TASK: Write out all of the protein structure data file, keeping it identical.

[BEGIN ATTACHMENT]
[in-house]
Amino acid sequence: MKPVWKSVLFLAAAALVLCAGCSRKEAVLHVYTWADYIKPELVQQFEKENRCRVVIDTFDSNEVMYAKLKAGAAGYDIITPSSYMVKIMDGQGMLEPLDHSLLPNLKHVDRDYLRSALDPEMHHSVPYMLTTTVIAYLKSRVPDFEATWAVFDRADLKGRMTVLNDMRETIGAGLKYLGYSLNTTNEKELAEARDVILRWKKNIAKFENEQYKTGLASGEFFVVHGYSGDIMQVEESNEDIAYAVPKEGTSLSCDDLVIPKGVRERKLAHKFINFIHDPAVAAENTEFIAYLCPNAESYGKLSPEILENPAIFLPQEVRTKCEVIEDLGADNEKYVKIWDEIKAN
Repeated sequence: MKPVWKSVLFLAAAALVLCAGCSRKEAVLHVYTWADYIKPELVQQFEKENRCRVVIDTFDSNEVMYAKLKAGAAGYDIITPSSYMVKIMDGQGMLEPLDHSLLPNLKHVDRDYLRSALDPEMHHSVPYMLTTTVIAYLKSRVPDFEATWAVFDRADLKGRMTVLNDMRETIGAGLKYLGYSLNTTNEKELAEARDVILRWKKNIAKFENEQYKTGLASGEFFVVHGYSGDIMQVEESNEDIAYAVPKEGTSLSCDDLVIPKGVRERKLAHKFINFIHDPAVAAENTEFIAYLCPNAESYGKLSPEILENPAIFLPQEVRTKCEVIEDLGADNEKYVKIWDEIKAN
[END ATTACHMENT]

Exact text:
[in-house]
Amino acid sequence: MKPVWKSVLFLAAAALVLCAGCSRKEAVLHVYTWADYIKPELVQQFEKENRCRVVIDTFDSNEVMYAKLKAGAAGYDIITPSSYMVKIMDGQGMLEPLDHSLLPNLKHVDRDYLRSALDPEMHHSVPYMLTTTVIAYLKSRVPDFEATWAVFDRADLKGRMTVLNDMRETIGAGLKYLGYSLNTTNEKELAEARDVILRWKKNIAKFENEQYKTGLASGEFFVVHGYSGDIMQVEESNEDIAYAVPKEGTSLSCDDLVIPKGVRERKLAHKFINFIHDPAVAAENTEFIAYLCPNAESYGKLSPEILENPAIFLPQEVRTKCEVIEDLGADNEKYVKIWDEIKAN
Repeated sequence: MKPVWKSVLFLAAAALVLCAGCSRKEAVLHVYTWADYIKPELVQQFEKENRCRVVIDTFDSNEVMYAKLKAGAAGYDIITPSSYMVKIMDGQGMLEPLDHSLLPNLKHVDRDYLRSALDPEMHHSVPYMLTTTVIAYLKSRVPDFEATWAVFDRADLKGRMTVLNDMRETIGAGLKYLGYSLNTTNEKELAEARDVILRWKKNIAKFENEQYKTGLASGEFFVVHGYSGDIMQVEESNEDIAYAVPKEGTSLSCDDLVIPKGVRERKLAHKFINFIHDPAVAAENTEFIAYLCPNAESYGKLSPEILENPAIFLPQEVRTKCEVIEDLGADNEKYVKIWDEIKAN